Your Cart

Best v Chief Land Registrar [2015]

R (on the application of Best) v Chief Land Registrar [2015] EWCA Civ 17 deals with the concept of adverse possession in property law, specifically in the context of the Legal Aid, Sentencing and Punishment of Offenders Act 2012 (LASPO 2012) in England and Wales.


The case revolves around a piece of land known as Heron's Moor in Cornwall, England. The land had been vacant and vandalised since 1997, and the registered owner was believed to have passed away.

Mr Best entered the property in 2000 and started making repairs and other improvements with the intention of turning it into his home. In January 2012, Mr Best moved into the property, and in November of the same year, he applied to be registered as the legal owner of the property based on adverse possession. His claim was based on adverse possession, which requires occupying and possessing the land for a specified period (typically ten years) without the consent of the legal owner. The central legal issue in this case was whether Mr Best's occupation of the property, particularly after September 1, 2012, when Section 144 of LASPO 2012 came into effect, could still be considered adverse possession.


Section 144 of LASPO 2012 criminalises squatting in residential buildings. It makes it a criminal offence for a person to enter and live in a residential building as a trespasser, if he knows or ought to know that he is trespassing. The Land Registry rejected Mr Best's application for adverse possession on the basis that it relied on periods of adverse possession that involved a criminal offence under Section 144 of LASPO 2012. It pointed to earlier case law suggesting that claims for adverse possession could not rely on criminal acts.


The Court of Appeal clarified that Section 144 of LASPO 2012 was primarily enacted to make it easier for property owners to remove squatters from residential buildings. It also pointed out that Section 144 of LASPO 2012 was not intended to change the fundamental principles of adverse possession. Therefore, a squatter who occupies a residential building long enough to fulfil the criteria for adverse possession can still rely on that occupation, even if it involved a criminal offence under Section 144 of LASPO 2012.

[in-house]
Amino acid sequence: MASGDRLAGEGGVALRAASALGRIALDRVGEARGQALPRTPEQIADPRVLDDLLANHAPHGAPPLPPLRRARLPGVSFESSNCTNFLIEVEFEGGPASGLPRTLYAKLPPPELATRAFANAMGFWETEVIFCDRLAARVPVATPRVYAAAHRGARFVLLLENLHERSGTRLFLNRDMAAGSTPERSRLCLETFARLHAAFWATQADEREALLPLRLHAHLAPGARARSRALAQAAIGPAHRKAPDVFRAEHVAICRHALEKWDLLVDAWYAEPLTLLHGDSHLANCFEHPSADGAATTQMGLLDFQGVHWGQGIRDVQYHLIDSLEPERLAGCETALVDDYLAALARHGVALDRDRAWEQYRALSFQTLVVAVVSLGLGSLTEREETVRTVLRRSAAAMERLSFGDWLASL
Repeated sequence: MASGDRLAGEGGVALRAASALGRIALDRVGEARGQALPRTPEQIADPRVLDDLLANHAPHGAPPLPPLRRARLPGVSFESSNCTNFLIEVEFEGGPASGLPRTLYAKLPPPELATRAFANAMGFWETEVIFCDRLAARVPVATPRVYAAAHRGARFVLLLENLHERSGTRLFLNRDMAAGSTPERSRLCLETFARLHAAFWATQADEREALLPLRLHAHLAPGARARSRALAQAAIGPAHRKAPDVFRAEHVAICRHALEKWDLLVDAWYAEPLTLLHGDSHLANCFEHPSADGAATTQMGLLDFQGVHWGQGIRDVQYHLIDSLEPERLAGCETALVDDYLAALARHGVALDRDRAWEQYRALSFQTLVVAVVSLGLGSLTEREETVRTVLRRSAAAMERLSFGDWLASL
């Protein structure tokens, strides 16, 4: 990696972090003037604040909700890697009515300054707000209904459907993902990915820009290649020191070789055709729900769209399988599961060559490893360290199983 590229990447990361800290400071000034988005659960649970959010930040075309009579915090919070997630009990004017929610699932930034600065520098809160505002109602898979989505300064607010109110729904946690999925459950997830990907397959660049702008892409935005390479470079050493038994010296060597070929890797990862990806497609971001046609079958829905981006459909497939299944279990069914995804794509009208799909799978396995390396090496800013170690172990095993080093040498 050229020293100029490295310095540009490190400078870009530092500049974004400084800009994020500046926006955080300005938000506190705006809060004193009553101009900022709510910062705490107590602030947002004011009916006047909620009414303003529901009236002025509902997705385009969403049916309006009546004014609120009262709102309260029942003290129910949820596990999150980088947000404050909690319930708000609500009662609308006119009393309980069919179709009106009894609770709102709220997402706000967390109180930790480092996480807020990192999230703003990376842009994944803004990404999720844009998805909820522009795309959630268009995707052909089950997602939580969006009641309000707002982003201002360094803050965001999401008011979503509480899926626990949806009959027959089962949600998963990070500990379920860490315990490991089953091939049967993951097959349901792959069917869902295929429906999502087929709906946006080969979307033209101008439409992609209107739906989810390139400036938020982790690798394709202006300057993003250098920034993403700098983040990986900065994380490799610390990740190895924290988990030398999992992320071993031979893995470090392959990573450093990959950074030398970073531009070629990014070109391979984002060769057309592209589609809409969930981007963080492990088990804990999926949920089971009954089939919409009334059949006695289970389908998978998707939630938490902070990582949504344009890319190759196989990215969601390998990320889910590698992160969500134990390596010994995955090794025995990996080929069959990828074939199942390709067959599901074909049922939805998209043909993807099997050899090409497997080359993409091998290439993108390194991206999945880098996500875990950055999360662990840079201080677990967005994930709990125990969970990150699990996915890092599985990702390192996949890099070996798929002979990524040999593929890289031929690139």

This decision clarified that Section 144 of LASPO 2012 does not alter the established law on adverse possession. Squatters can still claim adverse possession if they meet the necessary criteria, even if their occupation included a violation of Section 144. It is possible for a squatter to claim adverse possession without violating Section 144 if he squats in the garden or adverse possesses the residential building for a purpose other than living in it.


In summary, this case affirmed that adverse possession claims should not be automatically disqualified simply because the occupation involved a criminal offence under Section 144 of LASPO 2012. This decision preserved the principles of adverse possession while addressing the criminalisation of certain forms of squatting in residential buildings.


You can learn more about this topic with our Land Law notes.


Subscribe to UOL Case Bank for more exclusive content and case summaries.

Trusted by thousands of law students worldwide

Where are our students from?

Yale University

Council of Europe

Baker Mckenzie 

University of Chicago

Columbia University

New York University

University of Michigan 

INSEAD

University College London (UCL)

London School of Economics (LSE)

King’s College London (KCL)

University of London

University of Manchester

University of Zurich

University of York

Brandeis University

University of Exeter

University of Sheffield

Boston University

University of Washington

University of Leeds

University of Law

Royal Holloway, University of London 

Birkbeck, University of London

SOAS, University of London

University of Kent

University of Hull

Queen’s University Belfast

Toronto Metropolitan University

Hong Kong University of Science and Technology

University of Buckingham

Your perfect companion for open-book and closed-book exams

Diagrams and Charts

Our carefully designed diagrams and charts will guide you through complex legal issues.

Clear and Succinct Definitions

Key concepts are concisely defined to help you understand legal topics quickly.

Statutory Provisions

Statutory provisions are provided side by side with legal concepts to help you swiftly locate the relevant legislation.

Case Summaries

We have summarised important cases for you so that you don't need to read long and boring cases.

Rules and Exceptions

Rules and exceptions are clearly listed so that you know when a rule applies and when it doesn't.

Terminology

Legal terms and key concepts are explained at the beginning of each chapter to help you learn efficiently.

Case Law

Case law is provided side by side with legal concepts so that you know how legal principles and precedents were established.

Law Essay Guide

You will learn essential law exam skills and essay writing techniques that are not taught in class.

Problem Question Guide

We will show you how to answer problem questions step by step to achieve first-class results.

Structured Explanations

Complex legal concepts are broken down into concise and digestible bullet point explanations.

Legal Research

You will learn legal research techniques with our study guide and become a proficient legal researcher.

Exam-focused

All essential concepts, principles, and case law are included so that you can answer exam questions quickly.